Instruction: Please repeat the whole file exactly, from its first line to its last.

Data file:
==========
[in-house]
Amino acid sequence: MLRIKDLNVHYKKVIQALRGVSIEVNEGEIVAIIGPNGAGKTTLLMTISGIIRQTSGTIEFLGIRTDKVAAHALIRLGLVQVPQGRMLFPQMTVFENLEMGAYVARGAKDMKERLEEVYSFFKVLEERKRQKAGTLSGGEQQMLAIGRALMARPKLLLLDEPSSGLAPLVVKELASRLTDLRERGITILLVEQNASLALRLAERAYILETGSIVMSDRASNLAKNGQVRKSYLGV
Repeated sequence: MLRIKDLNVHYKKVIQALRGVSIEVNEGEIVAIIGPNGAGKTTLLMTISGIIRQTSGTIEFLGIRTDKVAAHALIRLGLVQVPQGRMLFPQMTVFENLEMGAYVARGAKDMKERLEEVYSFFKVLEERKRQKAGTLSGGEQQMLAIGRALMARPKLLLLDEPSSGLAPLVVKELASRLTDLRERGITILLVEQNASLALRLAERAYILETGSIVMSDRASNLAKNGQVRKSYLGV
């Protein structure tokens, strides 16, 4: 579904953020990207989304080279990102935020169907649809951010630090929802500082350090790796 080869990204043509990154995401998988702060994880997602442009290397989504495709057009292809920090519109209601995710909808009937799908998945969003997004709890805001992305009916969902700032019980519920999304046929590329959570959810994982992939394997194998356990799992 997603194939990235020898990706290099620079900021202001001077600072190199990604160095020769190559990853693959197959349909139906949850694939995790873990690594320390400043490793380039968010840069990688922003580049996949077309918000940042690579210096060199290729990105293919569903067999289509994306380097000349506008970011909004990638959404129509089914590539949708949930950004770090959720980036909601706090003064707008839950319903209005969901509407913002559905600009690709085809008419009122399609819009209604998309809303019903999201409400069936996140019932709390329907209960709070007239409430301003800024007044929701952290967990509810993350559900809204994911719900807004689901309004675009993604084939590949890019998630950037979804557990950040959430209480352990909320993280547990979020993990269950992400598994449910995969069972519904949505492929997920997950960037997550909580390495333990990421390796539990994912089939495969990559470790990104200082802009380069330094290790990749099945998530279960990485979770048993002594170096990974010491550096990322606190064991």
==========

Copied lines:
[in-house]
Amino acid sequence: MLRIKDLNVHYKKVIQALRGVSIEVNEGEIVAIIGPNGAGKTTLLMTISGIIRQTSGTIEFLGIRTDKVAAHALIRLGLVQVPQGRMLFPQMTVFENLEMGAYVARGAKDMKERLEEVYSFFKVLEERKRQKAGTLSGGEQQMLAIGRALMARPKLLLLDEPSSGLAPLVVKELASRLTDLRERGITILLVEQNASLALRLAERAYILETGSIVMSDRASNLAKNGQVRKSYLGV
Repeated sequence: MLRIKDLNVHYKKVIQALRGVSIEVNEGEIVAIIGPNGAGKTTLLMTISGIIRQTSGTIEFLGIRTDKVAAHALIRLGLVQVPQGRMLFPQMTVFENLEMGAYVARGAKDMKERLEEVYSFFKVLEERKRQKAGTLSGGEQQMLAIGRALMARPKLLLLDEPSSGLAPLVVKELASRLTDLRERGITILLVEQNASLALRLAERAYILETGSIVMSDRASNLAKNGQVRKSYLGV
């Protein structure tokens, strides 16, 4: 579904953020990207989304080279990102935020169907649809951010630090929802500082350090790796 080869990204043509990154995401998988702060994880997602442009290397989504495709057009292809920090519109209601995710909808009937799908998945969003997004709890805001992305009916969902700032019980519920999304046929590329959570959810994982992939394997194998356990799992 997603194939990235020898990706290099620079900021202001001077600072190199990604160095020769190559990853693959197959349909139906949850694939995790873990690594320390400043490793380039968010840069990688922003580049996949077309918000940042690579210096060199290729990105293919569903067999289509994306380097000349506008970011909004990638959404129509089914590539949708949930950004770090959720980036909601706090003064707008839950319903209005969901509407913002559905600009690709085809008419009122399609819009209604998309809303019903999201409400069936996140019932709390329907209960709070007239409430301003800024007044929701952290967990509810993350559900809204994911719900807004689901309004675009993604084939590949890019998630950037979804557990950040959430209480352990909320993280547990979020993990269950992400598994449910995969069972519904949505492929997920997950960037997550909580390495333990990421390796539990994912089939495969990559470790990104200082802009380069330094290790990749099945998530279960990485979770048993002594170096990974010491550096990322606190064991």